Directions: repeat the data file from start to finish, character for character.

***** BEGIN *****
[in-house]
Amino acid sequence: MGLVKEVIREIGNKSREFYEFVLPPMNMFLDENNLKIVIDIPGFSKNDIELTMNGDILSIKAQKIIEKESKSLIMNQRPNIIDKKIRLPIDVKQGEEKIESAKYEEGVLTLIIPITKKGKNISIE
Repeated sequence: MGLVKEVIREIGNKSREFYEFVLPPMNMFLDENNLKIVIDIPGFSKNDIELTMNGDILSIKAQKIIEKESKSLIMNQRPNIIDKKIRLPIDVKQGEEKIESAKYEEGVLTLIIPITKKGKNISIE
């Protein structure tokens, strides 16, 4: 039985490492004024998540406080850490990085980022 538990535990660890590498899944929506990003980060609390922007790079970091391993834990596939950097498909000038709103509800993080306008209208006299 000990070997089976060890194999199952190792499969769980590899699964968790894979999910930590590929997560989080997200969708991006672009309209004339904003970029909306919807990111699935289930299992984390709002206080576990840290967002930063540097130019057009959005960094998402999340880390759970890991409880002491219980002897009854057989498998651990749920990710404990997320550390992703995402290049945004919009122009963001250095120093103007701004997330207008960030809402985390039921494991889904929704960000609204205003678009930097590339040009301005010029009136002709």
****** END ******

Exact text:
[in-house]
Amino acid sequence: MGLVKEVIREIGNKSREFYEFVLPPMNMFLDENNLKIVIDIPGFSKNDIELTMNGDILSIKAQKIIEKESKSLIMNQRPNIIDKKIRLPIDVKQGEEKIESAKYEEGVLTLIIPITKKGKNISIE
Repeated sequence: MGLVKEVIREIGNKSREFYEFVLPPMNMFLDENNLKIVIDIPGFSKNDIELTMNGDILSIKAQKIIEKESKSLIMNQRPNIIDKKIRLPIDVKQGEEKIESAKYEEGVLTLIIPITKKGKNISIE
């Protein structure tokens, strides 16, 4: 039985490492004024998540406080850490990085980022 538990535990660890590498899944929506990003980060609390922007790079970091391993834990596939950097498909000038709103509800993080306008209208006299 000990070997089976060890194999199952190792499969769980590899699964968790894979999910930590590929997560989080997200969708991006672009309209004339904003970029909306919807990111699935289930299992984390709002206080576990840290967002930063540097130019057009959005960094998402999340880390759970890991409880002491219980002897009854057989498998651990749920990710404990997320550390992703995402290049945004919009122009963001250095120093103007701004997330207008960030809402985390039921494991889904929704960000609204205003678009930097590339040009301005010029009136002709």